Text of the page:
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1413 Views 6 Replies Latest reply: Jul 12, 2012 11:00 AM by Kyle_ RSS
Mike_CVUA Legend 593 posts since
May 25, 2007
Currently Being Moderated

Jul 11, 2012 3:42 AM

What constitutes an "unmistakable" appeal?

R1.  B2 hits a deep ball to Left Center Field.  R1 tags up after the catch and advances safely to 2B.  (He is now the winning run in scoring positon.)

 

Ball still in play, and the DM yells at F4 (who is retrieving the ball from F8) to throw to first base.  He throws to F3 who steps on the bag.  That's it!  No discussion!  No claim that R1 left early.

 

I would suggest that everybody in that ball park knew what was going on, but how "unmistakable" were the actions of the defense to constitute of legal appeal?

 

What criteria do you use that make an appeal legit?

 

Mike CVUA

  • Manny_A Legend 841 posts since
    May 25, 2007
    Currently Being Moderated
    1. Jul 11, 2012 9:46 AM (in response to Mike_CVUA)
    What constitutes an "unmistakable" appeal?

    I wouldn't have ruled on your play right away.  It's just not that "clear and unmistakable" to me.

     

    The only appeals where I wouldn't need a verbal request is when it is obvious that a runner failed to tag up properly on a caught fly ball (e.g., he's already at the next base when the ball is caught, he's trying to high-tail it back to the base before the throw gets there, etc.)  When it's a case where the runner left the base just as the ball is caught, they need to tell me what they're doing.

  • Rich_Ives Legend 1,283 posts since
    May 25, 2007
    Currently Being Moderated
    2. Jul 11, 2012 10:01 AM (in response to Manny_A)
    What constitutes an "unmistakable" appeal?

    Mike's play does seem obvious to me.

     

    Mike - if it's obvious to you that the defense is actually appealing something then it's obvious.  Trite.  True.

  • NELL_blue Legend 303 posts since
    May 21, 2010
    Currently Being Moderated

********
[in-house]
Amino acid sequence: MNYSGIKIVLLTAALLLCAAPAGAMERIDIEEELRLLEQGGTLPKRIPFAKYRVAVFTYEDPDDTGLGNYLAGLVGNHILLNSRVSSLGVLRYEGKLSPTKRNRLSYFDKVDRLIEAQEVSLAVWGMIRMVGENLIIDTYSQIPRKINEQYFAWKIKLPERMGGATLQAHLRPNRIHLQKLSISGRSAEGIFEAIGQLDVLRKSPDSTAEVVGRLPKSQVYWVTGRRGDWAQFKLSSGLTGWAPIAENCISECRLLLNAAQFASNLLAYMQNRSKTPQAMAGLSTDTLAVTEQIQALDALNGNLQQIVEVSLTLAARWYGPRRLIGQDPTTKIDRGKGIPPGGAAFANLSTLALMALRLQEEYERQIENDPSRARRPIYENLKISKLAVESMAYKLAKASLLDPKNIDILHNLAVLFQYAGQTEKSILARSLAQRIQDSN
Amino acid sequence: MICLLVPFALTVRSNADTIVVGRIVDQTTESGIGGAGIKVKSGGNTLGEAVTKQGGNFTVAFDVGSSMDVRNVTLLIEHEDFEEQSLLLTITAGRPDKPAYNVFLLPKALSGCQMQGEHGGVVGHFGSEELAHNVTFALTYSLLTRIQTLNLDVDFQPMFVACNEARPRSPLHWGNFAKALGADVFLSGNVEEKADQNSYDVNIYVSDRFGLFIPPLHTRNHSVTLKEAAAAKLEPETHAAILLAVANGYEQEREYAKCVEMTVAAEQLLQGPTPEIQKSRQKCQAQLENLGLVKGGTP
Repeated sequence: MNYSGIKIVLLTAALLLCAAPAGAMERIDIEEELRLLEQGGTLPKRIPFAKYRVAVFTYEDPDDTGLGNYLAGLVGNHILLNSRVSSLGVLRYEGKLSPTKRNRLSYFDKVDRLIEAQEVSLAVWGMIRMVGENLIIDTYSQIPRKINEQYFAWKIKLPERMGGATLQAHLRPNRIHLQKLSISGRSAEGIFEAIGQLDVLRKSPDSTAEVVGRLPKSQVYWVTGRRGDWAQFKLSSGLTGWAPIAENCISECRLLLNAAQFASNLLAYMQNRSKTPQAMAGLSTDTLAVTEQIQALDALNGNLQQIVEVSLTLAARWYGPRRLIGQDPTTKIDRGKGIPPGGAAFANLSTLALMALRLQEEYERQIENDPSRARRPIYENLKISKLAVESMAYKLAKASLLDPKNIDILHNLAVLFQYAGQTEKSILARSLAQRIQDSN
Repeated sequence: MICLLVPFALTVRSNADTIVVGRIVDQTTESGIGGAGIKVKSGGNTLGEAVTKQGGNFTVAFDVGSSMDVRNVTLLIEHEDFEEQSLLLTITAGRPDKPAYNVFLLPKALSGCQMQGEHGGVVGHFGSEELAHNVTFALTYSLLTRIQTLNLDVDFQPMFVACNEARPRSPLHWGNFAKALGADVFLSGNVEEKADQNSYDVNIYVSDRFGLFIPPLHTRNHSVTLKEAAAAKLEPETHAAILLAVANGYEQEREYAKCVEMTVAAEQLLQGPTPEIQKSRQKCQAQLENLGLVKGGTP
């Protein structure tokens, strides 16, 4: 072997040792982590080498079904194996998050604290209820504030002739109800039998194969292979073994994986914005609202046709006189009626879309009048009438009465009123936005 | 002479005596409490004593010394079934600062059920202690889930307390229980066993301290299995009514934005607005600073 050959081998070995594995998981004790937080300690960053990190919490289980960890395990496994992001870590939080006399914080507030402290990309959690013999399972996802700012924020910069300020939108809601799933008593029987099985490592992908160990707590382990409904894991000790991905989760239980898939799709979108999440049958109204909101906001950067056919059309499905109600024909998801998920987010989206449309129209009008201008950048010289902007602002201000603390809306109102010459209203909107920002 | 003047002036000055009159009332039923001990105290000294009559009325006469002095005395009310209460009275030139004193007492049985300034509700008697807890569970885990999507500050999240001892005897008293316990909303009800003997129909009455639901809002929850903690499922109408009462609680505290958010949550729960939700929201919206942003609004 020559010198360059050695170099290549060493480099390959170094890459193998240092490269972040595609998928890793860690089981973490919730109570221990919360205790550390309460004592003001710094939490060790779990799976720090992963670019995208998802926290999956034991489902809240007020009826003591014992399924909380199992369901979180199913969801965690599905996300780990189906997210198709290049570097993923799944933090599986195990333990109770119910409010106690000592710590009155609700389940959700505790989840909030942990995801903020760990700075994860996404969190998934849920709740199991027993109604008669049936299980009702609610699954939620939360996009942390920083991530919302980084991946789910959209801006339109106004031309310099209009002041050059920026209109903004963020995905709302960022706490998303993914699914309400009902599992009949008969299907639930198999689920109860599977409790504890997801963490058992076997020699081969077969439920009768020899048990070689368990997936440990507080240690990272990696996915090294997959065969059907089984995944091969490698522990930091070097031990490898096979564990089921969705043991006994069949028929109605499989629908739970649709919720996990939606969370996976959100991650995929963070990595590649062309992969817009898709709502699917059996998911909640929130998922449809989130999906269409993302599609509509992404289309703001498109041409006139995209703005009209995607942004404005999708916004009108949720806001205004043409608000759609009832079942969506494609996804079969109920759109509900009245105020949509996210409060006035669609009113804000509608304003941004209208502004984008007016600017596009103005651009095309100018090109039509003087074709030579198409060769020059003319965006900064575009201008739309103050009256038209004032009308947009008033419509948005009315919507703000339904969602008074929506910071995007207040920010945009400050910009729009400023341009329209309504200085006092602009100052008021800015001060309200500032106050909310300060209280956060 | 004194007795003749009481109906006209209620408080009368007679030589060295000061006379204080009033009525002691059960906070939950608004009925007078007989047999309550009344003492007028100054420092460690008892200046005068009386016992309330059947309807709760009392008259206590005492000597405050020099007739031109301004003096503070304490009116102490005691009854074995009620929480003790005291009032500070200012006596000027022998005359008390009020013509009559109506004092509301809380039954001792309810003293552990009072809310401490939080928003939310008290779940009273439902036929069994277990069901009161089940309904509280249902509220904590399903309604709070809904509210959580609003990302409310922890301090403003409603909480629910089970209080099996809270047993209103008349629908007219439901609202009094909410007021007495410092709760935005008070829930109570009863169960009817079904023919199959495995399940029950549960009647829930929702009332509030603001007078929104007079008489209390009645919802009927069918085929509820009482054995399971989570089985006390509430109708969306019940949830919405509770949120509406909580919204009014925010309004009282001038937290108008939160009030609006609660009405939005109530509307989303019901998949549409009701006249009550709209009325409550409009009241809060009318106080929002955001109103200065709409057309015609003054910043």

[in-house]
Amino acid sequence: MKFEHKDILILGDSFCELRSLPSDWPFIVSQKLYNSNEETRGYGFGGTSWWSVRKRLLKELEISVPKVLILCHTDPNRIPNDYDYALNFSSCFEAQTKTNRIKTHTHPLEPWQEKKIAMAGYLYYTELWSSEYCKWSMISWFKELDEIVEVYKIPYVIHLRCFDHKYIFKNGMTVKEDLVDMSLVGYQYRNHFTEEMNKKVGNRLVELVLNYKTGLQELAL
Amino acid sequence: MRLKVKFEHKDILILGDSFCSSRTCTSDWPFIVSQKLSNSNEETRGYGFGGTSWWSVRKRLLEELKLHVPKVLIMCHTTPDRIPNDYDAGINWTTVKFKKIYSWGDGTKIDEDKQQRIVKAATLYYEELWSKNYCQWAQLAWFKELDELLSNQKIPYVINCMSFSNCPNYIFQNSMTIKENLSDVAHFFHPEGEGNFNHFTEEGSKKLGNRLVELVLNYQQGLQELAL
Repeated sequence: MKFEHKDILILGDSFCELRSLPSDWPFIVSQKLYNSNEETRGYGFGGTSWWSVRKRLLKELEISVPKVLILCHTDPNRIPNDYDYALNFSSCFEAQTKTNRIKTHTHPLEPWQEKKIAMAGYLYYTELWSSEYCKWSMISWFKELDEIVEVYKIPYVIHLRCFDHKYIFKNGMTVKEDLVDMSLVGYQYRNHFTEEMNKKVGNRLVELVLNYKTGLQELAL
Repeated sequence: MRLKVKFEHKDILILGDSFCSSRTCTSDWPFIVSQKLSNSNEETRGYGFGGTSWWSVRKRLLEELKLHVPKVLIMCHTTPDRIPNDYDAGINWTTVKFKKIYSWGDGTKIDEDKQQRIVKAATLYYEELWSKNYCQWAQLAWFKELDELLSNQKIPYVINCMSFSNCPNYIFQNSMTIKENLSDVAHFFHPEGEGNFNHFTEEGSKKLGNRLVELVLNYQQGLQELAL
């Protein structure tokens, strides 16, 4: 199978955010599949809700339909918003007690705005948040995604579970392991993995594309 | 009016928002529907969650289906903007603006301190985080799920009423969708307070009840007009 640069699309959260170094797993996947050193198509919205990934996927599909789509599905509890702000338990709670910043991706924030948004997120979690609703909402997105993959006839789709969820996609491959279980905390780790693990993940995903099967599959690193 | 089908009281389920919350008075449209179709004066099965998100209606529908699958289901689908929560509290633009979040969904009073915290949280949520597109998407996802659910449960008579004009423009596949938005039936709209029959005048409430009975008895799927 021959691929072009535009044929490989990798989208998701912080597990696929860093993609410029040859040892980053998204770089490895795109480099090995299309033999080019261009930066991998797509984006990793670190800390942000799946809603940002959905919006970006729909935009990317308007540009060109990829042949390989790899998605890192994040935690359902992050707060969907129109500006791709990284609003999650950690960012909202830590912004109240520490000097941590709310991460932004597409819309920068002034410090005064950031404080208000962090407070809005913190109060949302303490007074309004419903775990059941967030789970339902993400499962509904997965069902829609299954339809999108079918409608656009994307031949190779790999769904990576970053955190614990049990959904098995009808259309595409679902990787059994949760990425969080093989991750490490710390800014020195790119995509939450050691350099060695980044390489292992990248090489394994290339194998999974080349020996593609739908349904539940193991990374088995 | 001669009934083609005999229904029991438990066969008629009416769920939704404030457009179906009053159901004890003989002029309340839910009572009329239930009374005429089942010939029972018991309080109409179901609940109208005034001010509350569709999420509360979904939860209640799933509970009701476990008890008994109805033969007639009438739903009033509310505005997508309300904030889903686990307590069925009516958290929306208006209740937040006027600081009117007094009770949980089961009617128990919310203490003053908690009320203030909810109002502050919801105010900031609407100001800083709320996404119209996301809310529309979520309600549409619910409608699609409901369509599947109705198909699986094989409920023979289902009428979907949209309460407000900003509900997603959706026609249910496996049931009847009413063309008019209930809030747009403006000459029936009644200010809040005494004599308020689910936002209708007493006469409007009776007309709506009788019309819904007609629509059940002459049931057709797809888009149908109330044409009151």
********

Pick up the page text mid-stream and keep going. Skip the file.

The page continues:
4. Jul 11, 2012 12:47 PM (in response to Mike_CVUA)
    What constitutes an "unmistakable" appeal?

    I prefer a verbal request from the player making the appeal. 





    Better to have it and not need it, than need it and not have it!

  • Rich_Ives Legend 1,283 posts since
    May 25, 2007
    Currently Being Moderated
    5. Jul 11, 2012 8:12 PM (in response to NELL_blue)
    Re: What constitutes an "unmistakable" appeal?

    Even if you and everyone in the park knows it's an appeal?

     

    R2 - leads off - line drive caught by F6 in flight - F6 throws to F4 on 2B before R2 gets back.  You require a verbal?  If so why?

  • Kyle_ Legend 556 posts since
    May 25, 2007
    Currently Being Moderated
    6. Jul 12, 2012 11:00 AM (in response to Mike_CVUA)
    What constitutes an "unmistakable" appeal?

    It's situational. Sometimes there's only one reason the defense is doing what they're doing. Plus, you're going to hear directions from the dugout, so you know what's going on. No need for an 11 year to try to stumble through verbalizing it, if you can avoid it.

     

    Other times, like a missed plate on a grand slam, you're going to need to be asked the right question.

     

    In the OP, the defense would have been wise just throw it to second, and tag the runner to make the appeal, instead of tossing it over to first. But again, that's just bad coaching.

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